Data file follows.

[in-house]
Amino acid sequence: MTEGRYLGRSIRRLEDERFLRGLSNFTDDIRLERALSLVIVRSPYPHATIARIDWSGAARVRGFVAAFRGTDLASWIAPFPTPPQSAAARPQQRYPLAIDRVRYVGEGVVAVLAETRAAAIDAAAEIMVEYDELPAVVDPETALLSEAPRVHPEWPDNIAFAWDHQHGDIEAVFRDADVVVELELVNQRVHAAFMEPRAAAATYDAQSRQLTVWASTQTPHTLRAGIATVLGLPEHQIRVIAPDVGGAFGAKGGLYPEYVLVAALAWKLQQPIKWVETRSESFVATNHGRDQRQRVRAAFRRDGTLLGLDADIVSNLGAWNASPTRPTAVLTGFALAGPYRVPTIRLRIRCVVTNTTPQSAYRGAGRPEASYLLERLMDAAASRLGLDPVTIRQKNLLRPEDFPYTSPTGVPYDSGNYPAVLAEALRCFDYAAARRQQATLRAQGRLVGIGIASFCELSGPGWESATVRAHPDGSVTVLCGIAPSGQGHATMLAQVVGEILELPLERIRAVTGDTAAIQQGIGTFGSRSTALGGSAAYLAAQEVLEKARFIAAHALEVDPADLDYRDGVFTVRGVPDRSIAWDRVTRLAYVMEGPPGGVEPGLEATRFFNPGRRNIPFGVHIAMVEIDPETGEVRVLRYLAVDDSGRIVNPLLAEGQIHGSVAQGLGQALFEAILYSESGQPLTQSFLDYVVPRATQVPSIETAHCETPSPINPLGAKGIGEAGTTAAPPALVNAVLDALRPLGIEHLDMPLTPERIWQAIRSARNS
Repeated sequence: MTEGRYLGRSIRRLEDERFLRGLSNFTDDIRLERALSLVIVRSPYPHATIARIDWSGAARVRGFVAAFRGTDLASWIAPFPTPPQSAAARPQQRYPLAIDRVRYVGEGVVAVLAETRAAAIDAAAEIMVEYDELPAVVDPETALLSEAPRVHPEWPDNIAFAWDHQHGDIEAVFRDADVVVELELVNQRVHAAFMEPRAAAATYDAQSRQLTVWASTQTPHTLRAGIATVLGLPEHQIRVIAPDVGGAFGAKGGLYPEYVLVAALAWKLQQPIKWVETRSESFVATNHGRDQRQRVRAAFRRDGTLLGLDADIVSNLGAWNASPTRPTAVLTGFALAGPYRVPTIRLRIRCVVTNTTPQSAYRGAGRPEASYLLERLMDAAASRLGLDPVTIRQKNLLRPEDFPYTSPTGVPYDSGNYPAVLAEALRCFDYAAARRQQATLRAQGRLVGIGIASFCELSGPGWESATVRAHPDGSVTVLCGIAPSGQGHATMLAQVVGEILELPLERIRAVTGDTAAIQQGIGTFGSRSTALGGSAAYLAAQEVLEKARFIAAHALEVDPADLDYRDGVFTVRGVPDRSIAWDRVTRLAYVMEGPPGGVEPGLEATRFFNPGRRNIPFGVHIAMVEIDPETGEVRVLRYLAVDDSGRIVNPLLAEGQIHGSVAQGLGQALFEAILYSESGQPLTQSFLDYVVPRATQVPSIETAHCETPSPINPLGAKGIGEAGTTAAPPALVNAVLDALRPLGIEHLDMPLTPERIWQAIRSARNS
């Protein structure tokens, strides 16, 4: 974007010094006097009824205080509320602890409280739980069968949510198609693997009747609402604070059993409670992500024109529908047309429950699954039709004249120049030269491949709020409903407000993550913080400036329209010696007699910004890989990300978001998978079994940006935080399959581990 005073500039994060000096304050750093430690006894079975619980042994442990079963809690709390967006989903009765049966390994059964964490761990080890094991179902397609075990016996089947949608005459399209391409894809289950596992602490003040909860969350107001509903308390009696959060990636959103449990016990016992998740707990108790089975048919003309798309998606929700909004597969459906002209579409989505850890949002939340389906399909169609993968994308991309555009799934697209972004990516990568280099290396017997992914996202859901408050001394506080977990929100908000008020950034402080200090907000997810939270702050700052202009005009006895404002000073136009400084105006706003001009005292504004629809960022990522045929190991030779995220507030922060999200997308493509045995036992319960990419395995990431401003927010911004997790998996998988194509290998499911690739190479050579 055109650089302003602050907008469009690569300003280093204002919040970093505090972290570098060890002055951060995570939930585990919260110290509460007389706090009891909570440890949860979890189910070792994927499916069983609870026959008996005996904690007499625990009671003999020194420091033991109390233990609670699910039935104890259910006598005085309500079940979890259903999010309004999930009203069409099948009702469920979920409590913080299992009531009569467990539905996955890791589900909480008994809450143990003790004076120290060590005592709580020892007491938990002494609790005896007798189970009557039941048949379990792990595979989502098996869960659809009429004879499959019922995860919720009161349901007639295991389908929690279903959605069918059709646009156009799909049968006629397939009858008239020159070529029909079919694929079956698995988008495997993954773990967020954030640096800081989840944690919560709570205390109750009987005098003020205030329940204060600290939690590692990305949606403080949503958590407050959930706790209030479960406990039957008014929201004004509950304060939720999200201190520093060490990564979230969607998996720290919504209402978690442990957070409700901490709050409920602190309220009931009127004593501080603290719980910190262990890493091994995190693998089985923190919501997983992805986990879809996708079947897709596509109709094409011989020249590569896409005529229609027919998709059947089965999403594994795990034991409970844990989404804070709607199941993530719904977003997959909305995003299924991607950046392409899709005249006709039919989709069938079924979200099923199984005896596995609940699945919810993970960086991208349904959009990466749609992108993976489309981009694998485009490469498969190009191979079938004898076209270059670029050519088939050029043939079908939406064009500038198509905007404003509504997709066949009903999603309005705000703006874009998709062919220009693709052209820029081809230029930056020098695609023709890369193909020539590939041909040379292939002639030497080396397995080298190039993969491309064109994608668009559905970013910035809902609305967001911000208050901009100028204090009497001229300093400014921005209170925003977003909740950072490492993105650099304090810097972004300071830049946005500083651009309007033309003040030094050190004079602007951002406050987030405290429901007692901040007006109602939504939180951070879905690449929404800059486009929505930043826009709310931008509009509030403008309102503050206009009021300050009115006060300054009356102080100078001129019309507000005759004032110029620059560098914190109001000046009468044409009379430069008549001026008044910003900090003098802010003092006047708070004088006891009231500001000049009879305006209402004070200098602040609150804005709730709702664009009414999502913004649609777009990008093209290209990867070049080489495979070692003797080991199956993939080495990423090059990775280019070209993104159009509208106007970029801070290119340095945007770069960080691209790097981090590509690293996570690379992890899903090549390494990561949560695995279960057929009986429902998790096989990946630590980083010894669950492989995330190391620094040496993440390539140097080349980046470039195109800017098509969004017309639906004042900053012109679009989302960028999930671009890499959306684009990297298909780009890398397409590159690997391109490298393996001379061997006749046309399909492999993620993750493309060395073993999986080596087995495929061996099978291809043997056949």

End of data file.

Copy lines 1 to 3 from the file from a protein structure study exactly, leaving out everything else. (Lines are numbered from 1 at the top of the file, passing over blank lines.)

[in-house]
Amino acid sequence: MTEGRYLGRSIRRLEDERFLRGLSNFTDDIRLERALSLVIVRSPYPHATIARIDWSGAARVRGFVAAFRGTDLASWIAPFPTPPQSAAARPQQRYPLAIDRVRYVGEGVVAVLAETRAAAIDAAAEIMVEYDELPAVVDPETALLSEAPRVHPEWPDNIAFAWDHQHGDIEAVFRDADVVVELELVNQRVHAAFMEPRAAAATYDAQSRQLTVWASTQTPHTLRAGIATVLGLPEHQIRVIAPDVGGAFGAKGGLYPEYVLVAALAWKLQQPIKWVETRSESFVATNHGRDQRQRVRAAFRRDGTLLGLDADIVSNLGAWNASPTRPTAVLTGFALAGPYRVPTIRLRIRCVVTNTTPQSAYRGAGRPEASYLLERLMDAAASRLGLDPVTIRQKNLLRPEDFPYTSPTGVPYDSGNYPAVLAEALRCFDYAAARRQQATLRAQGRLVGIGIASFCELSGPGWESATVRAHPDGSVTVLCGIAPSGQGHATMLAQVVGEILELPLERIRAVTGDTAAIQQGIGTFGSRSTALGGSAAYLAAQEVLEKARFIAAHALEVDPADLDYRDGVFTVRGVPDRSIAWDRVTRLAYVMEGPPGGVEPGLEATRFFNPGRRNIPFGVHIAMVEIDPETGEVRVLRYLAVDDSGRIVNPLLAEGQIHGSVAQGLGQALFEAILYSESGQPLTQSFLDYVVPRATQVPSIETAHCETPSPINPLGAKGIGEAGTTAAPPALVNAVLDALRPLGIEHLDMPLTPERIWQAIRSARNS
Repeated sequence: MTEGRYLGRSIRRLEDERFLRGLSNFTDDIRLERALSLVIVRSPYPHATIARIDWSGAARVRGFVAAFRGTDLASWIAPFPTPPQSAAARPQQRYPLAIDRVRYVGEGVVAVLAETRAAAIDAAAEIMVEYDELPAVVDPETALLSEAPRVHPEWPDNIAFAWDHQHGDIEAVFRDADVVVELELVNQRVHAAFMEPRAAAATYDAQSRQLTVWASTQTPHTLRAGIATVLGLPEHQIRVIAPDVGGAFGAKGGLYPEYVLVAALAWKLQQPIKWVETRSESFVATNHGRDQRQRVRAAFRRDGTLLGLDADIVSNLGAWNASPTRPTAVLTGFALAGPYRVPTIRLRIRCVVTNTTPQSAYRGAGRPEASYLLERLMDAAASRLGLDPVTIRQKNLLRPEDFPYTSPTGVPYDSGNYPAVLAEALRCFDYAAARRQQATLRAQGRLVGIGIASFCELSGPGWESATVRAHPDGSVTVLCGIAPSGQGHATMLAQVVGEILELPLERIRAVTGDTAAIQQGIGTFGSRSTALGGSAAYLAAQEVLEKARFIAAHALEVDPADLDYRDGVFTVRGVPDRSIAWDRVTRLAYVMEGPPGGVEPGLEATRFFNPGRRNIPFGVHIAMVEIDPETGEVRVLRYLAVDDSGRIVNPLLAEGQIHGSVAQGLGQALFEAILYSESGQPLTQSFLDYVVPRATQVPSIETAHCETPSPINPLGAKGIGEAGTTAAPPALVNAVLDALRPLGIEHLDMPLTPERIWQAIRSARNS